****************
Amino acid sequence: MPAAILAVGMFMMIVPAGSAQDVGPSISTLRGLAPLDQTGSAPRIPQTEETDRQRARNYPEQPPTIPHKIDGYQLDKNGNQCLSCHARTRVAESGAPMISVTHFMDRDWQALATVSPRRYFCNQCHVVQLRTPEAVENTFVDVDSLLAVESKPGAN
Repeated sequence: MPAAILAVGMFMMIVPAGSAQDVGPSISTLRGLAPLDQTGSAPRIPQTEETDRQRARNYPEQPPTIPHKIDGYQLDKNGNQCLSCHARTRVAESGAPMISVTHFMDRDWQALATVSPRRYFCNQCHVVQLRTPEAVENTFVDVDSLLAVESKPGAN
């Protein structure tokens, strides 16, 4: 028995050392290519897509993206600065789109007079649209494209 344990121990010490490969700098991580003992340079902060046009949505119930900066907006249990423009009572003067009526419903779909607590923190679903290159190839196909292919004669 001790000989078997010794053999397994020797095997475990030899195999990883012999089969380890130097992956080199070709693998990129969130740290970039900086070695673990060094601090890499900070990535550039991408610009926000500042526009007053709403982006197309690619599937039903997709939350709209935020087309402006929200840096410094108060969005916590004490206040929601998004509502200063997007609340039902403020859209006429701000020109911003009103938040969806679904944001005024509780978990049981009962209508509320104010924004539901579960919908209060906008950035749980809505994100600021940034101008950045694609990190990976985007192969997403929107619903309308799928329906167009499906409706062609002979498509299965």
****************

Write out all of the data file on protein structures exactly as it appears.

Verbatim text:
Amino acid sequence: MPAAILAVGMFMMIVPAGSAQDVGPSISTLRGLAPLDQTGSAPRIPQTEETDRQRARNYPEQPPTIPHKIDGYQLDKNGNQCLSCHARTRVAESGAPMISVTHFMDRDWQALATVSPRRYFCNQCHVVQLRTPEAVENTFVDVDSLLAVESKPGAN
Repeated sequence: MPAAILAVGMFMMIVPAGSAQDVGPSISTLRGLAPLDQTGSAPRIPQTEETDRQRARNYPEQPPTIPHKIDGYQLDKNGNQCLSCHARTRVAESGAPMISVTHFMDRDWQALATVSPRRYFCNQCHVVQLRTPEAVENTFVDVDSLLAVESKPGAN
């Protein structure tokens, strides 16, 4: 028995050392290519897509993206600065789109007079649209494209 344990121990010490490969700098991580003992340079902060046009949505119930900066907006249990423009009572003067009526419903779909607590923190679903290159190839196909292919004669 001790000989078997010794053999397994020797095997475990030899195999990883012999089969380890130097992956080199070709693998990129969130740290970039900086070695673990060094601090890499900070990535550039991408610009926000500042526009007053709403982006197309690619599937039903997709939350709209935020087309402006929200840096410094108060969005916590004490206040929601998004509502200063997007609340039902403020859209006429701000020109911003009103938040969806679904944001005024509780978990049981009962209508509320104010924004539901579960919908209060906008950035749980809505994100600021940034101008950045694609990190990976985007192969997403929107619903309308799928329906167009499906409706062609002979498509299965």